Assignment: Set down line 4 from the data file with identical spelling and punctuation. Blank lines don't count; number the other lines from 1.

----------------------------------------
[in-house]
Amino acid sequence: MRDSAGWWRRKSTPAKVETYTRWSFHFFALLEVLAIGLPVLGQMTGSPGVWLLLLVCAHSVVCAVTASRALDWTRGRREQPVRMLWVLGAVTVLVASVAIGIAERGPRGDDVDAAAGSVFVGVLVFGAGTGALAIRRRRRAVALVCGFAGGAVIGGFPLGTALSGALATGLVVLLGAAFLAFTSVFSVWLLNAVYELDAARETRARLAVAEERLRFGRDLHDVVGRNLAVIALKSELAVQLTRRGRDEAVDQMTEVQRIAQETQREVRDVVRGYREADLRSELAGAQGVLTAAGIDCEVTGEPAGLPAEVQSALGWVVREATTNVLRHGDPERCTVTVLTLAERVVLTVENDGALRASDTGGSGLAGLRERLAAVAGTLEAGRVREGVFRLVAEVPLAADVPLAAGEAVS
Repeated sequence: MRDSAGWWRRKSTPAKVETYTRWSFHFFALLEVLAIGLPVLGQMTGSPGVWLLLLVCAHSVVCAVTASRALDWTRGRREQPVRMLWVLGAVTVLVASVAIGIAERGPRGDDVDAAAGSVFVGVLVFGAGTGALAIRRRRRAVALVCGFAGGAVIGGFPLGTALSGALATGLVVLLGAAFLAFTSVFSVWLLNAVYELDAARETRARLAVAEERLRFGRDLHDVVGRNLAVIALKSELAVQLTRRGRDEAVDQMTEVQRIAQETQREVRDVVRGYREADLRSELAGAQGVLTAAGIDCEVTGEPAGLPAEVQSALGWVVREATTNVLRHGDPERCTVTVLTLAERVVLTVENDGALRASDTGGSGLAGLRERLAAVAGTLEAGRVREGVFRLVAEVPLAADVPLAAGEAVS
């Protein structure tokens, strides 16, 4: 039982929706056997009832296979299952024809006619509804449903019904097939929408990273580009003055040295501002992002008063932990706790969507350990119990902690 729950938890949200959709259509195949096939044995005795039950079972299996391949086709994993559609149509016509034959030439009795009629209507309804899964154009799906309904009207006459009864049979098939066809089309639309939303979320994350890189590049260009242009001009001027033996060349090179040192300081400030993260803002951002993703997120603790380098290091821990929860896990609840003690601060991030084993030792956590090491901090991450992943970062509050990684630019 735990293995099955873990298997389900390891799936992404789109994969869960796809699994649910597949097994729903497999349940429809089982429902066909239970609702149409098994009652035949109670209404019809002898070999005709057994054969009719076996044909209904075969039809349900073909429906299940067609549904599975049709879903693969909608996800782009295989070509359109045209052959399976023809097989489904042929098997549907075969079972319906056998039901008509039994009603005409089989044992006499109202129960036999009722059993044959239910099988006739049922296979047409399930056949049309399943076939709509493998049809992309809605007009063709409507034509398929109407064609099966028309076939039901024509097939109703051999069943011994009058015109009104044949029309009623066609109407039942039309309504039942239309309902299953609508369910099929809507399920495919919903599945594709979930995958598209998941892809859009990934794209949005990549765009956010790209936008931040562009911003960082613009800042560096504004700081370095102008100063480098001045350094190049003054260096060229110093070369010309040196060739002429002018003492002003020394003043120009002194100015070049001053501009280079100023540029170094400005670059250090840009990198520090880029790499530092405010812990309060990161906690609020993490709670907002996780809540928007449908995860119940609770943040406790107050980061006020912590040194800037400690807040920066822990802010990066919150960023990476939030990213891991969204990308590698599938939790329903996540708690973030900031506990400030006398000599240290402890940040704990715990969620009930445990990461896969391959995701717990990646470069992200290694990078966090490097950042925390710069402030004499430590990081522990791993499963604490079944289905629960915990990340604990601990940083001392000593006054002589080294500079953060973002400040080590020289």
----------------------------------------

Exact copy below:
């Protein structure tokens, strides 16, 4: 039982929706056997009832296979299952024809006619509804449903019904097939929408990273580009003055040295501002992002008063932990706790969507350990119990902690 729950938890949200959709259509195949096939044995005795039950079972299996391949086709994993559609149509016509034959030439009795009629209507309804899964154009799906309904009207006459009864049979098939066809089309639309939303979320994350890189590049260009242009001009001027033996060349090179040192300081400030993260803002951002993703997120603790380098290091821990929860896990609840003690601060991030084993030792956590090491901090991450992943970062509050990684630019 735990293995099955873990298997389900390891799936992404789109994969869960796809699994649910597949097994729903497999349940429809089982429902066909239970609702149409098994009652035949109670209404019809002898070999005709057994054969009719076996044909209904075969039809349900073909429906299940067609549904599975049709879903693969909608996800782009295989070509359109045209052959399976023809097989489904042929098997549907075969079972319906056998039901008509039994009603005409089989044992006499109202129960036999009722059993044959239910099988006739049922296979047409399930056949049309399943076939709509493998049809992309809605007009063709409507034509398929109407064609099966028309076939039901024509097939109703051999069943011994009058015109009104044949029309009623066609109407039942039309309504039942239309309902299953609508369910099929809507399920495919919903599945594709979930995958598209998941892809859009990934794209949005990549765009956010790209936008931040562009911003960082613009800042560096504004700081370095102008100063480098001045350094190049003054260096060229110093070369010309040196060739002429002018003492002003020394003043120009002194100015070049001053501009280079100023540029170094400005670059250090840009990198520090880029790499530092405010812990309060990161906690609020993490709670907002996780809540928007449908995860119940609770943040406790107050980061006020912590040194800037400690807040920066822990802010990066919150960023990476939030990213891991969204990308590698599938939790329903996540708690973030900031506990400030006398000599240290402890940040704990715990969620009930445990990461896969391959995701717990990646470069992200290694990078966090490097950042925390710069402030004499430590990081522990791993499963604490079944289905629960915990990340604990601990940083001392000593006054002589080294500079953060973002400040080590020289």